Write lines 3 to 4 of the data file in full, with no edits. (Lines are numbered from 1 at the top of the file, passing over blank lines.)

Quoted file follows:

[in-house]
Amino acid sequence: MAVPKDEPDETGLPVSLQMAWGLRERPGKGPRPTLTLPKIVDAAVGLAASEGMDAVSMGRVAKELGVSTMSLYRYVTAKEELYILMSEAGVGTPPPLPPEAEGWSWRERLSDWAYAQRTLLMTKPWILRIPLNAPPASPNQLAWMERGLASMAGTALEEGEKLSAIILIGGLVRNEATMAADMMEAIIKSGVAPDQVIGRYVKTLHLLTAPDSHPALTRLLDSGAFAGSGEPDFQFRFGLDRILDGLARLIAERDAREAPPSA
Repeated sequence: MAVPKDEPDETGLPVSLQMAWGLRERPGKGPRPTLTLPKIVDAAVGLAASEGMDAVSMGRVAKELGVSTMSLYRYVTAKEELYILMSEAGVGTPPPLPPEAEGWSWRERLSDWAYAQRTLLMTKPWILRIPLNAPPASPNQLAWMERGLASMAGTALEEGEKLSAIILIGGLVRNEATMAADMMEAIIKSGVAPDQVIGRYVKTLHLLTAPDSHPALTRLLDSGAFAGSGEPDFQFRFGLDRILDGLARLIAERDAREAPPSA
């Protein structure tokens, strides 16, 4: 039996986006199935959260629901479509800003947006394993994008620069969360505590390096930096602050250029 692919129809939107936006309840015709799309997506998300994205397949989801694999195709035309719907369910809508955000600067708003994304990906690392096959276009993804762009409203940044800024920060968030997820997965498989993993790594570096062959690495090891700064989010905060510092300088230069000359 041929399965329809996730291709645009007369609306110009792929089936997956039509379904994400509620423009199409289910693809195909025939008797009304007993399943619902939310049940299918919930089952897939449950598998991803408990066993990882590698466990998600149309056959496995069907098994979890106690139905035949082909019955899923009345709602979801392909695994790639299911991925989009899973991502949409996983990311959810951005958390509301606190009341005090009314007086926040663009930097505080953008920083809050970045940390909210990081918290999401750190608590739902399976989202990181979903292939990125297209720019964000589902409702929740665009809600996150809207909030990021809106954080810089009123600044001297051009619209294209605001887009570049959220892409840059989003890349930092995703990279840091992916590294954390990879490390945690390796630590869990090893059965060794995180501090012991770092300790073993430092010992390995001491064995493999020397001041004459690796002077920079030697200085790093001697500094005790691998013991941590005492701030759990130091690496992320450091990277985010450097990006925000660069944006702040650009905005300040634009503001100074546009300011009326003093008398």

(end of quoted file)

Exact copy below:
Repeated sequence: MAVPKDEPDETGLPVSLQMAWGLRERPGKGPRPTLTLPKIVDAAVGLAASEGMDAVSMGRVAKELGVSTMSLYRYVTAKEELYILMSEAGVGTPPPLPPEAEGWSWRERLSDWAYAQRTLLMTKPWILRIPLNAPPASPNQLAWMERGLASMAGTALEEGEKLSAIILIGGLVRNEATMAADMMEAIIKSGVAPDQVIGRYVKTLHLLTAPDSHPALTRLLDSGAFAGSGEPDFQFRFGLDRILDGLARLIAERDAREAPPSA
């Protein structure tokens, strides 16, 4: 039996986006199935959260629901479509800003947006394993994008620069969360505590390096930096602050250029 692919129809939107936006309840015709799309997506998300994205397949989801694999195709035309719907369910809508955000600067708003994304990906690392096959276009993804762009409203940044800024920060968030997820997965498989993993790594570096062959690495090891700064989010905060510092300088230069000359 041929399965329809996730291709645009007369609306110009792929089936997956039509379904994400509620423009199409289910693809195909025939008797009304007993399943619902939310049940299918919930089952897939449950598998991803408990066993990882590698466990998600149309056959496995069907098994979890106690139905035949082909019955899923009345709602979801392909695994790639299911991925989009899973991502949409996983990311959810951005958390509301606190009341005090009314007086926040663009930097505080953008920083809050970045940390909210990081918290999401750190608590739902399976989202990181979903292939990125297209720019964000589902409702929740665009809600996150809207909030990021809106954080810089009123600044001297051009619209294209605001887009570049959220892409840059989003890349930092995703990279840091992916590294954390990879490390945690390796630590869990090893059965060794995180501090012991770092300790073993430092010992390995001491064995493999020397001041004459690796002077920079030697200085790093001697500094005790691998013991941590005492701030759990130091690496992320450091990277985010450097990006925000660069944006702040650009905005300040634009503001100074546009300011009326003093008398």